As widely expected, the Federal Reserve raised rates at Wednesday’s meeting by 0.25%, with federal funds now at 2.25%. It has been an eight-rate hike since the central bank started to tighten monetary policy in 2015. The Fed also maintained the current pace of quantitative tightening, which includes the selling of bonds from its balance sheet, with a monthly amount of 40-50 billion USD. All this had been expected and therefore priced in.
Market participants, therefore, paid more attention to the new economic and inflation projections and to the so-called dot plot.
The near-term dots remain unchanged, except for the longer-run dot, which rose from 2.875% to 3.000%. The new Fed vice chair, Richard Clarida, may place the dot at 3.375% for the next year, which is above the 3.125% median. He may place the dot in 2020 at 3.625%, also above the 3.375% median. This could suggest Mr. Clarida is more hawkish than the median FOMC member.
Regarding the economic projections, the GDP forecast for this year was upgraded notably to 3.1% from 2.8% in June. For 2019, the estimate has also been upgraded marginally, from 2.4% to 2.5%.
Inflation expectations show that the Fed anticipates inflation above the 2.0% target for the next couple of years, suggesting the current pace of tightening could continue well into 2019, or possibly 2020.
Another major change on Wednesday was the removal of the sentence on maintaining “accommodative” policy. This suggests that the Fed might be closer to a neutral policy rate setting, which might lead to the Fed pausing rate hikes when the “neutral rate” will be reached. However, the dot-plot does not support this theory for 2019. Seven FOMC members favor 2 hikes or fewer, 4 favors 3 hikes, and 5 favors 4 or more.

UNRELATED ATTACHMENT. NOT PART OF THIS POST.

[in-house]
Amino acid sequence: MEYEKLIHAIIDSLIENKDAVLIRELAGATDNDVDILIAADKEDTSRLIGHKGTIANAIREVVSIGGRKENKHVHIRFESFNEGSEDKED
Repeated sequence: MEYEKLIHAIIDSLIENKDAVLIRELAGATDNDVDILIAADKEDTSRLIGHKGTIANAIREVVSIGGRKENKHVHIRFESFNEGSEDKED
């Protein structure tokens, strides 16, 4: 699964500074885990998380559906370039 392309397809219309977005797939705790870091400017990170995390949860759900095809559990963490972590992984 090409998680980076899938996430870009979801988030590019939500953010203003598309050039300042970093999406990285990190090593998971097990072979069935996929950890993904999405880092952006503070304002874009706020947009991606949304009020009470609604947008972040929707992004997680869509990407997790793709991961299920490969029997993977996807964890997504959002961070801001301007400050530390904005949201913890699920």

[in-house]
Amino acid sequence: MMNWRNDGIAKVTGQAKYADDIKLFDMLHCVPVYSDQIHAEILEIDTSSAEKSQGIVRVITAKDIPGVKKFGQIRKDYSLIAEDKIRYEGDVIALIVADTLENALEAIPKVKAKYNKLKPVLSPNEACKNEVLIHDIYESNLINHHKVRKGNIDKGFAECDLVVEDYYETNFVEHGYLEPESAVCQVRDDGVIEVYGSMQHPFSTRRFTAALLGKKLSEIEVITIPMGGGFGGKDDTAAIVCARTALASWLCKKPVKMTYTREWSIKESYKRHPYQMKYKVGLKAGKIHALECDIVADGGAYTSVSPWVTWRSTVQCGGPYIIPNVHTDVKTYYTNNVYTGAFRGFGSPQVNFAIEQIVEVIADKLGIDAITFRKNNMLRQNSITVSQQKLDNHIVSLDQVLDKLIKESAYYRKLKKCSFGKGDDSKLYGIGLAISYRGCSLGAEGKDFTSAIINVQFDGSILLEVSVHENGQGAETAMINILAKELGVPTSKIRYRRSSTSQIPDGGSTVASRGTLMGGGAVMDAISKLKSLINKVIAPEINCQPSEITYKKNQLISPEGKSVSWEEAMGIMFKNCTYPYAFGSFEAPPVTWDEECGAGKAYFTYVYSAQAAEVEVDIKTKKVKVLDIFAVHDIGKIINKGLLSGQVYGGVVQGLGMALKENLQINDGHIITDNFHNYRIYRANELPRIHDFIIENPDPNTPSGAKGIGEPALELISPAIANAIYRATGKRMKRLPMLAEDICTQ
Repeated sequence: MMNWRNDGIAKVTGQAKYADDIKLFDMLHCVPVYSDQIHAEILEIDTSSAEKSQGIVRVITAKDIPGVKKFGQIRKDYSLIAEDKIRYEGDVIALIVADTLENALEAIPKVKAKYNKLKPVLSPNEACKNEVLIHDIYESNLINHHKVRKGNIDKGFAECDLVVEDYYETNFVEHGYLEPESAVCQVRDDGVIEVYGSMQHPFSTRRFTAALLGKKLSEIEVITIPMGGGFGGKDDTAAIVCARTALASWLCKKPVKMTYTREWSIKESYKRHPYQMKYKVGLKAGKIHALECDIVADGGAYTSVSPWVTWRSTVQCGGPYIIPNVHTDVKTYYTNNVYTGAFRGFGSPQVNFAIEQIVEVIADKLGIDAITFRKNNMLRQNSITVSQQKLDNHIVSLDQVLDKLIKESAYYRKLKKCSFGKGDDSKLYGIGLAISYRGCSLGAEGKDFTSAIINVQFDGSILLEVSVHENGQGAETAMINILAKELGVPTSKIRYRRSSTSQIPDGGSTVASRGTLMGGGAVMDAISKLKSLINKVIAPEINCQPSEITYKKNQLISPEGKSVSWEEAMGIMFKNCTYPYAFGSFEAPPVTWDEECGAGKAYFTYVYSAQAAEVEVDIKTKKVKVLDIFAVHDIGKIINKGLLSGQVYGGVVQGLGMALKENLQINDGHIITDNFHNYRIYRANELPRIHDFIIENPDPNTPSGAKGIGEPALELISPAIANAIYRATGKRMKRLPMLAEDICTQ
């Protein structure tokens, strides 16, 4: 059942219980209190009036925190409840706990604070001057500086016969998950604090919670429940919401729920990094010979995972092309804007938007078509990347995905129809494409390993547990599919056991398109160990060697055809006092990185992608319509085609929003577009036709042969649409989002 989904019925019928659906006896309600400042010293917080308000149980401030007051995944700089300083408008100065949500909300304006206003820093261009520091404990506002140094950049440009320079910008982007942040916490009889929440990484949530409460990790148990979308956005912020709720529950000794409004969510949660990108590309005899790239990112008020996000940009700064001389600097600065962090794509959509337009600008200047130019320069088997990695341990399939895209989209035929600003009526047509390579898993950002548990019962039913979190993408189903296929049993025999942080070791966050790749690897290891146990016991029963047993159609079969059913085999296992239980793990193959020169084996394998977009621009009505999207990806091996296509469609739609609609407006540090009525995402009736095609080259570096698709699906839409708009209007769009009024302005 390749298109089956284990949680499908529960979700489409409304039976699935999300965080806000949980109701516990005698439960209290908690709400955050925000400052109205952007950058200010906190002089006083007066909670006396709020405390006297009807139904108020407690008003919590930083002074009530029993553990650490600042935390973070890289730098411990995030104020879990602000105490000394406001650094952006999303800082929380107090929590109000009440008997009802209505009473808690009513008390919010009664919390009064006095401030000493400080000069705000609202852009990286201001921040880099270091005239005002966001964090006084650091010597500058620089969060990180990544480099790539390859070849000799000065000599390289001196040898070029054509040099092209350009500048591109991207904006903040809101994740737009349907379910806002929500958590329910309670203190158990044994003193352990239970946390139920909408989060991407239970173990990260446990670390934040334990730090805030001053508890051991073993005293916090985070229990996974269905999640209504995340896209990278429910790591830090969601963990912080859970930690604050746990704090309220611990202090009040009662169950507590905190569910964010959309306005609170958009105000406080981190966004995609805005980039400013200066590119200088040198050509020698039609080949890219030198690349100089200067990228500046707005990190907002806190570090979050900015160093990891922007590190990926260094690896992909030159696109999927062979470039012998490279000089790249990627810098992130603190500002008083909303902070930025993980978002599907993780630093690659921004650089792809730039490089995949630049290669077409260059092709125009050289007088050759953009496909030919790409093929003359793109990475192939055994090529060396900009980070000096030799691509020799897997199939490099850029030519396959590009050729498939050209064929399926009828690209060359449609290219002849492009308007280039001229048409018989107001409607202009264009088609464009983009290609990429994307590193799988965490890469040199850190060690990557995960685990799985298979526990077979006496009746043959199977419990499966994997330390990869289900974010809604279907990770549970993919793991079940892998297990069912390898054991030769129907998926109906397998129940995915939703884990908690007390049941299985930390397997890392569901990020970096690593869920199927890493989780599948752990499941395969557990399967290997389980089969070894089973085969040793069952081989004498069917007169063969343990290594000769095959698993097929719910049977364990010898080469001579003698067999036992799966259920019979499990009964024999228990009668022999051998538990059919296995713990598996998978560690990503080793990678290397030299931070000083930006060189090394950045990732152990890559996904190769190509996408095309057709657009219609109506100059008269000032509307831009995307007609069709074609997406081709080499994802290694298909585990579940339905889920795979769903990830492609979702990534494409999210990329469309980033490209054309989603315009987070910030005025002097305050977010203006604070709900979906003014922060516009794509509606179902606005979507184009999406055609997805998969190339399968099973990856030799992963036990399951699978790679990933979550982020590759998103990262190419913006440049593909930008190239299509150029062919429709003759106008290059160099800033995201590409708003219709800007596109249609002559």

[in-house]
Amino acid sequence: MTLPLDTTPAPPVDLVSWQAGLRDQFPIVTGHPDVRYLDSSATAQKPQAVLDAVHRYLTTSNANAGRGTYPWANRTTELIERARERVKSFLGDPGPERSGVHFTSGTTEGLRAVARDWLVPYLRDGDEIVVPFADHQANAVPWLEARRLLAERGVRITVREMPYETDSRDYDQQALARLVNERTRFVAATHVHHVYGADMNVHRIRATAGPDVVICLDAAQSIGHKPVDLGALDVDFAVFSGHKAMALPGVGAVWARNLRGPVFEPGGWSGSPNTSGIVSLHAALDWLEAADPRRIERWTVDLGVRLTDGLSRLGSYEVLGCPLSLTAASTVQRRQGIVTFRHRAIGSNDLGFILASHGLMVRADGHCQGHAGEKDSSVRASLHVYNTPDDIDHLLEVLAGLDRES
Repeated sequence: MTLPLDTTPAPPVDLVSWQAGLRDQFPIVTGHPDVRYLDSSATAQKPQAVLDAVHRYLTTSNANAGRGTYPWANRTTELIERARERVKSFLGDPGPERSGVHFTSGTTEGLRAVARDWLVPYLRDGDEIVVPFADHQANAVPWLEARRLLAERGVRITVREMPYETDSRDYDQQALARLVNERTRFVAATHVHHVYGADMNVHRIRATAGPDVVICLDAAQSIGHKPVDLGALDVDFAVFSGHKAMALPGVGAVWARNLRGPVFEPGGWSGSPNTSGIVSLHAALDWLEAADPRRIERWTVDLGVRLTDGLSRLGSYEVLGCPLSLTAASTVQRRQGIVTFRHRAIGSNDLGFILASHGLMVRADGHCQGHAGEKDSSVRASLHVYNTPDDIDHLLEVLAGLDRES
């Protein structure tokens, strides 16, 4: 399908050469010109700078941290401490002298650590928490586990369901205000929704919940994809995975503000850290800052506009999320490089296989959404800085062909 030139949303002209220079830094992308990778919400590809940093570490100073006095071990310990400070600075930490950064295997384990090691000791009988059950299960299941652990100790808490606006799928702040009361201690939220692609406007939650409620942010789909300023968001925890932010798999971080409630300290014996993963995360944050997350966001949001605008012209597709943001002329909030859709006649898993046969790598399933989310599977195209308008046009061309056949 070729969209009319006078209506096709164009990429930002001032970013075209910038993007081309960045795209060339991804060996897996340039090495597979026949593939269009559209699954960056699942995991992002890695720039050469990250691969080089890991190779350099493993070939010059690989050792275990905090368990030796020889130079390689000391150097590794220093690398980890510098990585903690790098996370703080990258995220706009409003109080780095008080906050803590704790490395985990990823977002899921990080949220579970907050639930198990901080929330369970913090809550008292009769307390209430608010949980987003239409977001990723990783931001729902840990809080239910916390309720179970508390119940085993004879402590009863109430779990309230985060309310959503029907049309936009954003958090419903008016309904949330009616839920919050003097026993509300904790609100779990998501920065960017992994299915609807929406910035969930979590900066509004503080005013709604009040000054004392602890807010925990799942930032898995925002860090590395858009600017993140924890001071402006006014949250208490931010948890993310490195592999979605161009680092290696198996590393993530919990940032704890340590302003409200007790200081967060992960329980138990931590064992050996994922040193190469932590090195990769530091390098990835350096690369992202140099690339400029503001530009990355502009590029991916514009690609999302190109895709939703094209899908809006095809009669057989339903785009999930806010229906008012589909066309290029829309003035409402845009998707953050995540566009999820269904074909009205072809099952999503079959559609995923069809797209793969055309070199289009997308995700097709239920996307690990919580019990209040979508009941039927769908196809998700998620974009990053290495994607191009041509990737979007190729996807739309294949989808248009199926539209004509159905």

The greenback strengthened after this meeting and continued to trade stronger on Thursday as well, while bond yields dropped after the initial reaction but managed to retrace some of the losses. Stock markets declined, but dip buyers re-emerged and the SP500 index managed to also eliminate losses. US dollar index gained 0.51% at the time of writing.
Overall, it was not a game-changing meeting, but it confirmed that the Fed is poised to raise rates further, despite the recent trade war jitters.
Analysis and opinions provided herein are intended solely for informational and educational purposes and don’t represent a recommendation or an investment advice by TeleTrade. Indiscriminate reliance on illustrative or informational materials may lead to losses.
This article was written by Peter Bukov, one of TeleTrade’s leading analysts.
This article was originally posted on FX Empire
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